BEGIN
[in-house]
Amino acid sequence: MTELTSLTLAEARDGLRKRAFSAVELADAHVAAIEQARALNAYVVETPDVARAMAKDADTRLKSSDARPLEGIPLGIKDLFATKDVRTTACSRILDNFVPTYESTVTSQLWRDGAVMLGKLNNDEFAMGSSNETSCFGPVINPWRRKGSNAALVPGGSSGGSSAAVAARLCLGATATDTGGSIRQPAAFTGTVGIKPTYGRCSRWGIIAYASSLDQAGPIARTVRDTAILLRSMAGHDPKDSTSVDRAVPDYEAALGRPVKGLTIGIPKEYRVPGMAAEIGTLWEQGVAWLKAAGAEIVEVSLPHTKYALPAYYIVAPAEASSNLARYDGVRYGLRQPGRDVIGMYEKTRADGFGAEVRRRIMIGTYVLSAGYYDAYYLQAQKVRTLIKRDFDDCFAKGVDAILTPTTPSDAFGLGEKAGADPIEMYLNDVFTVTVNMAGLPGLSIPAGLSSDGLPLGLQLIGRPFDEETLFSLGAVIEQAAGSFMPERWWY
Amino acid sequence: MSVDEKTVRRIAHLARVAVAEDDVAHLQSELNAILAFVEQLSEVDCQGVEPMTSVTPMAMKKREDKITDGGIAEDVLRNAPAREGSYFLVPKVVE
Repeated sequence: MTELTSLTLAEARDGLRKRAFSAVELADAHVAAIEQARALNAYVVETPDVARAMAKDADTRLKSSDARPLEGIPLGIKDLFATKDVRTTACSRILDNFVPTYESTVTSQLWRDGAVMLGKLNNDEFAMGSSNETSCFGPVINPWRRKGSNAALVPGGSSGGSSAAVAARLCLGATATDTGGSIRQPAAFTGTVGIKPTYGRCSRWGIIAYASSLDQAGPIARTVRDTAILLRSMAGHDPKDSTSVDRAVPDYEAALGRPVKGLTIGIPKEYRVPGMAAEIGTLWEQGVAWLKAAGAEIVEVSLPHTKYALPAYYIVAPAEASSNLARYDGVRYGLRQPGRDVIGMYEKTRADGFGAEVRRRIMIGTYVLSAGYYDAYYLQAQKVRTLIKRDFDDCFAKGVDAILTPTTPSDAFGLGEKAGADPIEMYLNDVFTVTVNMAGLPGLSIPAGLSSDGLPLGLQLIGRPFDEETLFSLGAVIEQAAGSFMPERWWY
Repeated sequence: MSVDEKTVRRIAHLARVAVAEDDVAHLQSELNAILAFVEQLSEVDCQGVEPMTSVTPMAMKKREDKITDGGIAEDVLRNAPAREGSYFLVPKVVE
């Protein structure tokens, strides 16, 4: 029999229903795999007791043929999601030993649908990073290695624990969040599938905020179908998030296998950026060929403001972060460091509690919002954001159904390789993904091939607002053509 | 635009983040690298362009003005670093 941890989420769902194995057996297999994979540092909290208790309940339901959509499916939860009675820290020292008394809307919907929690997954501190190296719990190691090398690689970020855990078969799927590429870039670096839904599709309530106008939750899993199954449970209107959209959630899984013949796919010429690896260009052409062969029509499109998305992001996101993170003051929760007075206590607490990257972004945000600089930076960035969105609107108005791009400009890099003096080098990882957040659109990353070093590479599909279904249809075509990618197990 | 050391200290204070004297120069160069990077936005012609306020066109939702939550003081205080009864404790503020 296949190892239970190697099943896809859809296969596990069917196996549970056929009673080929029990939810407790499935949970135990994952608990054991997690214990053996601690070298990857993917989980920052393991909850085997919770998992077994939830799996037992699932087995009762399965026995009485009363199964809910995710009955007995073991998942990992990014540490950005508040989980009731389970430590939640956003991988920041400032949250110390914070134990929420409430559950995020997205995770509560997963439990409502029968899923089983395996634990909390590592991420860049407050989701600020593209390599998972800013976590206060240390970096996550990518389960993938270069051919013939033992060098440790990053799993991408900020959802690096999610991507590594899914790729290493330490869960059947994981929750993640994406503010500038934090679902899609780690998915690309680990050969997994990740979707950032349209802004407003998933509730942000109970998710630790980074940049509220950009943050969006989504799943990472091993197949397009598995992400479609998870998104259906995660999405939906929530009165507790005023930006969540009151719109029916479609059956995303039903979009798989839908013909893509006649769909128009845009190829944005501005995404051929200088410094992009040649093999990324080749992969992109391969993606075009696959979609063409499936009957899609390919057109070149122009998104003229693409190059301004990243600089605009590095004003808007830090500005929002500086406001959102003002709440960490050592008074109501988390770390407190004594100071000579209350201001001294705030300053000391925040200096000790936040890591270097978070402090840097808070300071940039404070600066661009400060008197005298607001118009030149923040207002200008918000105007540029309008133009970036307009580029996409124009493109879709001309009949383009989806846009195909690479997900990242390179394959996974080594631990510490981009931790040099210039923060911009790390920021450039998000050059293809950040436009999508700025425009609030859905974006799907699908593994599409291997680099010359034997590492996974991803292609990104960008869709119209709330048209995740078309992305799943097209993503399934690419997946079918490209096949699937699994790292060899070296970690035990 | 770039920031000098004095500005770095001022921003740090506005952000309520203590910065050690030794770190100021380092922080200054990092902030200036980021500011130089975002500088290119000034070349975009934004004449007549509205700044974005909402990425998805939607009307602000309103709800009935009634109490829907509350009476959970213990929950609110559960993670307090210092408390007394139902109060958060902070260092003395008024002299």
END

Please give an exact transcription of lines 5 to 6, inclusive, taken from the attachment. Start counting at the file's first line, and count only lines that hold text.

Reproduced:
Repeated sequence: MSVDEKTVRRIAHLARVAVAEDDVAHLQSELNAILAFVEQLSEVDCQGVEPMTSVTPMAMKKREDKITDGGIAEDVLRNAPAREGSYFLVPKVVE
């Protein structure tokens, strides 16, 4: 029999229903795999007791043929999601030993649908990073290695624990969040599938905020179908998030296998950026060929403001972060460091509690919002954001159904390789993904091939607002053509 | 635009983040690298362009003005670093 941890989420769902194995057996297999994979540092909290208790309940339901959509499916939860009675820290020292008394809307919907929690997954501190190296719990190691090398690689970020855990078969799927590429870039670096839904599709309530106008939750899993199954449970209107959209959630899984013949796919010429690896260009052409062969029509499109998305992001996101993170003051929760007075206590607490990257972004945000600089930076960035969105609107108005791009400009890099003096080098990882957040659109990353070093590479599909279904249809075509990618197990 | 050391200290204070004297120069160069990077936005012609306020066109939702939550003081205080009864404790503020 296949190892239970190697099943896809859809296969596990069917196996549970056929009673080929029990939810407790499935949970135990994952608990054991997690214990053996601690070298990857993917989980920052393991909850085997919770998992077994939830799996037992699932087995009762399965026995009485009363199964809910995710009955007995073991998942990992990014540490950005508040989980009731389970430590939640956003991988920041400032949250110390914070134990929420409430559950995020997205995770509560997963439990409502029968899923089983395996634990909390590592991420860049407050989701600020593209390599998972800013976590206060240390970096996550990518389960993938270069051919013939033992060098440790990053799993991408900020959802690096999610991507590594899914790729290493330490869960059947994981929750993640994406503010500038934090679902899609780690998915690309680990050969997994990740979707950032349209802004407003998933509730942000109970998710630790980074940049509220950009943050969006989504799943990472091993197949397009598995992400479609998870998104259906995660999405939906929530009165507790005023930006969540009151719109029916479609059956995303039903979009798989839908013909893509006649769909128009845009190829944005501005995404051929200088410094992009040649093999990324080749992969992109391969993606075009696959979609063409499936009957899609390919057109070149122009998104003229693409190059301004990243600089605009590095004003808007830090500005929002500086406001959102003002709440960490050592008074109501988390770390407190004594100071000579209350201001001294705030300053000391925040200096000790936040890591270097978070402090840097808070300071940039404070600066661009400060008197005298607001118009030149923040207002200008918000105007540029309008133009970036307009580029996409124009493109879709001309009949383009989806846009195909690479997900990242390179394959996974080594631990510490981009931790040099210039923060911009790390920021450039998000050059293809950040436009999508700025425009609030859905974006799907699908593994599409291997680099010359034997590492996974991803292609990104960008869709119209709330048209995740078309992305799943097209993503399934690419997946079918490209096949699937699994790292060899070296970690035990 | 770039920031000098004095500005770095001022921003740090506005952000309520203590910065050690030794770190100021380092922080200054990092902030200036980021500011130089975002500088290119000034070349975009934004004449007549509205700044974005909402990425998805939607009307602000309103709800009935009634109490829907509350009476959970213990929950609110559960993670307090210092408390007394139902109060958060902070260092003395008024002299």